The power of positive thinking doesn’t only pertain to days you’re feeling down and need a little pick-me-up. Cultivating a strong mindset that automatically flips off your negative thoughts and powers up some optimistic vibes also plays an important role in physical performance—and positive mantras certainly help on race day.
“Your thoughts become your actions,” says Bonnie Marks, PsyD, senior psychologist at NYU Langone Health. “If you have positive thoughts, you can get past hurdles and stay strong. Negative thinking, on the other hand, can lead to an unwanted outcome.”
Think about your last long run or a tough strength set. Maybe you heard your mind whispering threats about not making it to the final mile or stopping you from eking out one last rep. Well, repeating positive mantras—sayings that help shush the pessimism—when these thoughts pop up can help you trample self-doubt and come out on top of your game.
Why You Need a Positive Mind and Positive Mantras
Our minds tend to default to negative, especially if we’re not focused on a win. “If we’re in doubt or fearful, we might have second thoughts about our abilities,” says Marks. “You might be running a marathon and thinking, ‘What am I doing here? Do I belong here? Everyone is faster than me.’ That’s the time you want to pull up a mantra and a positive belief because otherwise, those thoughts will limit you as an athlete.” Who wants their mind to hold them back from a personal record they’ve physically trained their butt off for it?
Research backs up this idea that self-talk can enhance sport performance. One meta-analysis from 2011 points out the payoffs of both motivational and instructional self-talk cues. It found that what words actually work for the athlete depends on that individual—so you do have to find a mantra that works for you. Another meta-analysis reinforced the benefits of self-talk, saying positive, motivational, and instructional sayings can all boost your athletic ability.
There’s also science that says mindfulness—or the practice of being in the moment and acknowledging negativity, but not letting it become the reality—can help you crush a race or other physical feat. One study on college football players found that mindful meditation helped improve players’ focus and made them better able to handle the emotional and cognitive demands of training. And yet another study revealed that mindful meditation helped injured athletes rehab and increased pain tolerance and body awareness. Using positive mantras are just another form of mindfulness.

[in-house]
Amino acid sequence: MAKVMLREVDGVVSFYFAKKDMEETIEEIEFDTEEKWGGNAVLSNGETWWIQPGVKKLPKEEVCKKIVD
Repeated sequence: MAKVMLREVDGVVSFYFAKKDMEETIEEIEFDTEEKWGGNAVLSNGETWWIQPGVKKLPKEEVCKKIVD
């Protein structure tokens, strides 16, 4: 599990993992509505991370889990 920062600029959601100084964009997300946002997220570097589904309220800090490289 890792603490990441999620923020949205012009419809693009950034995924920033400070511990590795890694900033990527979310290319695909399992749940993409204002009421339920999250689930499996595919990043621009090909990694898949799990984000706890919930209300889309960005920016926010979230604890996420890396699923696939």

6 Ways to Create Positives Mantras for Moments You Need Them Most
As the research says, you need your own mantra to pull from your back pocket whenever negative thoughts take over. Marks offers a few suggestions on how to find those perfect few words.
1. Search for options that suit you.
The Internet can give you some pretty solid options for positive mantras to consider, so start Googling and see if one you read strikes a chord. Apps like Insight Timer, Calm, and Headspace also offer mantras and meditations so you can work on building an empowering mindset whenever you have a free minute.
2. Keep it short and use action words.
You don’t want to memorize an entire paragraph to recite while you’re pushing through a tough obstacle (though, hey, it might work for some people!). Aim to find a saying that has just a few powerful words and make sure it focuses on the present. For example, “I am calm” or “I am strong” are better choices than “I am going to remain calm” or “I will be fast.”
3. Consider something instructional.
If uplifting messages like “I am strong” just don’t do it for you, try a mantra that offers a skill to work on. For instance, if you’re running, repeat “stand tall; stay light” or “pump your arms and use your core.”
4. Store a few extras as back-up.
Some athletes prefer to have different mantras to get them through difficult points of a race or workout. You might have a saying that helps you through a tough hill, another for a speedy sprint, and maybe even another for pushing you through an obstacle like the monkey bars. The more the merrier when it comes to mantras, as long as they work for you.
5. When in doubt, test a few tried-and-true sayings.
If you need somewhere to start or a series to test out during your next bout of physical activity, try one of these athlete-tested mantras: “You’re tougher than the rest,” “think strong; be strong; finish strong,” “one mile at a time,” “I am powerful,” or “I am strategic and strong.”
6. Practice repeating each word.
You want to naturally pull these words from your memory mid-competition, so make sure they’re accessible. That means repeating them to yourself during the day, even when you’re not working out and even when you’re not feeling negative or stressed. That way the words become a go-to power provider.